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school boys behaving badly.

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Traditionally, it's just peer pressure from dead people.

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Yes.

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It's one of those things.

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I mean, you know, it's one of those things when I was at my old boys school

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and that sort of stuff, I remember thinking at the time that I would be

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better off in a co ed school because guys behave differently in front of

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girls than what they do on their own, because they behave like utter wankers

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when they're on their own, you know?

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The bullying and everything else would evaporate overnight

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if you put girls in there.

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Oh, I'm not so sure about that, but Well, it would help.

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Educationally, I think boys do better off in co ed and girls do worse off.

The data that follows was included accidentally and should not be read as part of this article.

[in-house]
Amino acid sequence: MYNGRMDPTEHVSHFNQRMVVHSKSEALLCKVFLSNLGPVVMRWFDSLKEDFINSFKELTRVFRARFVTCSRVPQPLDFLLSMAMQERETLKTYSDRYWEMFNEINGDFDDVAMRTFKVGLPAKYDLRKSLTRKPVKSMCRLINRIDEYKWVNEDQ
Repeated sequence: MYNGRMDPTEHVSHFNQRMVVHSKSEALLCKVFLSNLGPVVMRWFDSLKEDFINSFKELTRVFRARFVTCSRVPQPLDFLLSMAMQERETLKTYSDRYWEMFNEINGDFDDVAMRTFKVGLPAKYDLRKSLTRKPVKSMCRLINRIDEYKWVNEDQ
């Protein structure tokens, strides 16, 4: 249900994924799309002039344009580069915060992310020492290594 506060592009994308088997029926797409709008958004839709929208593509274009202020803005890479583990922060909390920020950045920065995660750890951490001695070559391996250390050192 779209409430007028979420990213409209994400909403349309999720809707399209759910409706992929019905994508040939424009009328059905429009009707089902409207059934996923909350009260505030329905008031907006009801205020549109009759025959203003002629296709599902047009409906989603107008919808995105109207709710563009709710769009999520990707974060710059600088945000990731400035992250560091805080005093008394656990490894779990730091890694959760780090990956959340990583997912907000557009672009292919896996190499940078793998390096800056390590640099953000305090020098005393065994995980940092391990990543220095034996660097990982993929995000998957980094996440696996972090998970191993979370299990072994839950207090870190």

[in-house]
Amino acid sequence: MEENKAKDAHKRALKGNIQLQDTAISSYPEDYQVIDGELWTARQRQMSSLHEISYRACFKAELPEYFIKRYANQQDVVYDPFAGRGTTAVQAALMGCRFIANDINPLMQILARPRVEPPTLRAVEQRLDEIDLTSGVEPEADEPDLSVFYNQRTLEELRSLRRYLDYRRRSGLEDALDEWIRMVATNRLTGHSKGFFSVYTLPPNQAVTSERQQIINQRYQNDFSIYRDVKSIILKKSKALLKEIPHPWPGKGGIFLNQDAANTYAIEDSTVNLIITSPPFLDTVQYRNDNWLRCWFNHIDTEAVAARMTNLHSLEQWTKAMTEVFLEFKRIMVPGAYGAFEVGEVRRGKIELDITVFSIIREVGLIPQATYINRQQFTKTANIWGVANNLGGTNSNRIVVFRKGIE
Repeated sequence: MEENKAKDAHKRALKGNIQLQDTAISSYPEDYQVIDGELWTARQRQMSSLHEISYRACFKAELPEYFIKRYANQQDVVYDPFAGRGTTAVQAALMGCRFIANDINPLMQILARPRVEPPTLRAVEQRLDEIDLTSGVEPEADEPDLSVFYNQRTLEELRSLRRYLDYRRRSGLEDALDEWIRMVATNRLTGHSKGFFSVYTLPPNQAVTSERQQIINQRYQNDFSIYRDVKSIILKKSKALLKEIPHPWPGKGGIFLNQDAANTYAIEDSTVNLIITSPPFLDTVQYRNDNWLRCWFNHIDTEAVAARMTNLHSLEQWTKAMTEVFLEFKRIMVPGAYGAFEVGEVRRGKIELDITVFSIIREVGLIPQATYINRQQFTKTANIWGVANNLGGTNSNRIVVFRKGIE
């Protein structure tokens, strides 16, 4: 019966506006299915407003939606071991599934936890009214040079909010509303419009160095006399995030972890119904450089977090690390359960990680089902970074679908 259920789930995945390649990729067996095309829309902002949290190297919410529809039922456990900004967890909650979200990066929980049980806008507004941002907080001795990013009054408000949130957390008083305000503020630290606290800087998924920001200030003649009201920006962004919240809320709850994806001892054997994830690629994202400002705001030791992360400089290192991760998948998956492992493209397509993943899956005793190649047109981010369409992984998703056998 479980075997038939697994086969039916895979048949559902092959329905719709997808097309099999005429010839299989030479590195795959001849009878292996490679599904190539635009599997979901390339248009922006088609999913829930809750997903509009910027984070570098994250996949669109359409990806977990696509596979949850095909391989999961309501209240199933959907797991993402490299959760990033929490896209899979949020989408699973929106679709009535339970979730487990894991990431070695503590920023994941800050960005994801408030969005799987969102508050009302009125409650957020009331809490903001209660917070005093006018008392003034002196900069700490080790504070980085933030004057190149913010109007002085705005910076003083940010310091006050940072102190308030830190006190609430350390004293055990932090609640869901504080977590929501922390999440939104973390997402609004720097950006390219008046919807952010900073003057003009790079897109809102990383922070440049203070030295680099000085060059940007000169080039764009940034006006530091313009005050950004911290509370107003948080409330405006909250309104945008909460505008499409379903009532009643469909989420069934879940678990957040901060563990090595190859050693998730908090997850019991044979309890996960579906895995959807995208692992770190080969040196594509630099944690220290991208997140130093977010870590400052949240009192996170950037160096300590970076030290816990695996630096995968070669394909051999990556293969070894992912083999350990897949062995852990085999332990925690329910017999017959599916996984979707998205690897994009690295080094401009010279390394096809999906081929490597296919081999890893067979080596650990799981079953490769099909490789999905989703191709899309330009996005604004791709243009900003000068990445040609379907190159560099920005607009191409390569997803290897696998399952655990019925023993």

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Absolutely, they do.

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Yeah, exactly.

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Which is one of the things that I thought to myself that, um, because they say that

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girls do better in single sex schools, but boys do better in co ed schools.

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So My kids went to, you know, just a state high school, co ed, obviously,

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and they reckon at university You could pick the kids who had gone to a single

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sex school, like, their disbehaviour was really obvious, I reckon, so, um, yeah.

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Alison, are you still there in the chat room?